What Controls the Exocytosis of Neurotransmitter?
Before commencing our answer to the question posed in the title, we present a sketch of some required terms and concepts for those unfamiliar with basic neurobiology. The most evident features of a neuron (nerve cell) are a cell body together with a long axon. See Figure 1. Extending from the cell body are a number of finger-like processes called dendrites that usually transmit the input into the cell. The axon branches into many fibres at the end of which are typically located small button-like structures called nerve endings. If the input to a cell is sufficiently excitatory (i. e. if the depolarizing voltage change exceeds a certain threshold) an electrical wave called an action potential is generated, which travels down the axon and passes into each nerve ending. The resulting depolarization brings about the exocytosis (secretion) of special chemicals called neurotransmitters that are believed to be located in spheroidal vesicles (diameter 100–500Å) close to the membrane of the nerve ending at specific release sites. Opposite these sites on the membrane of the adjacent postsynaptic cell is a special active zone with receptors that reversibly bind the released neurotransmitter after it traverses an intercellular gap of width approximately 500Å. The two special release and receptor regions together with the gap constitute a synapse. The average number of vesicles released by an action potential (or by a similar artificial stimulus) is the quantal content, called here total release. Spontaneous release of individual vesicles also occurs, at a low rate.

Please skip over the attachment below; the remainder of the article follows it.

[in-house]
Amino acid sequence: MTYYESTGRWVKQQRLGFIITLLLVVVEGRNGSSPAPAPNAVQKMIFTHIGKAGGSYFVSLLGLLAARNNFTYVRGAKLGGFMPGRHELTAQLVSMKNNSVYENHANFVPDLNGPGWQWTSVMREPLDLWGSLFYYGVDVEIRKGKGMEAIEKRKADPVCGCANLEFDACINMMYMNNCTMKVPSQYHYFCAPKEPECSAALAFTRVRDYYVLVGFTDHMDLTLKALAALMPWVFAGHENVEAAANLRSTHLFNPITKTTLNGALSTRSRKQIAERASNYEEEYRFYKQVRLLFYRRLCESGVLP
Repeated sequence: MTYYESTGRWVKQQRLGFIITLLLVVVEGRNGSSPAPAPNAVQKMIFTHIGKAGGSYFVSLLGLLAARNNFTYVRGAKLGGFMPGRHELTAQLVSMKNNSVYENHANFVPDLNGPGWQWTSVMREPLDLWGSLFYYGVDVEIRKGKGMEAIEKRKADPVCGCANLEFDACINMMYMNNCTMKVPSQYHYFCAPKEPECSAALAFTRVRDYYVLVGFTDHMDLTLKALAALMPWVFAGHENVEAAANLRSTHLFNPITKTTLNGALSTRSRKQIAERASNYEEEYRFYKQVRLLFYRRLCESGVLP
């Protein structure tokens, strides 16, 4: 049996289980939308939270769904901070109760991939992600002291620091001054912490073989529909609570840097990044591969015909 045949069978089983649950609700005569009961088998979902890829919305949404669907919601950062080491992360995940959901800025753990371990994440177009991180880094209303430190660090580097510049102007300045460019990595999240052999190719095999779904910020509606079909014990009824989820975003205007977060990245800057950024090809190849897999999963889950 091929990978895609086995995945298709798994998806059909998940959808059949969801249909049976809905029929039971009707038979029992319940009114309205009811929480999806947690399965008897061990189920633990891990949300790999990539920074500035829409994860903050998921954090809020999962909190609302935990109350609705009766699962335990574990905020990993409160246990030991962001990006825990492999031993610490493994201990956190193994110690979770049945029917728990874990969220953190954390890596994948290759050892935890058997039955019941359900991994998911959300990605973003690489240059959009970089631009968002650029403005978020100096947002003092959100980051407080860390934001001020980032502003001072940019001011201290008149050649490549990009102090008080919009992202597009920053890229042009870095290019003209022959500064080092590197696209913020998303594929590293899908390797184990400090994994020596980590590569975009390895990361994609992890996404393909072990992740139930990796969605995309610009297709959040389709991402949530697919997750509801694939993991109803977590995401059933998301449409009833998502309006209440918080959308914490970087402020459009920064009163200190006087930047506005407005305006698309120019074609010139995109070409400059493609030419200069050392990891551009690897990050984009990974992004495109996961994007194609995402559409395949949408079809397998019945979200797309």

KeywordsNeurotransmitter Release Release Kinetic Extracellular Calcium Total Release Spontaneous Release
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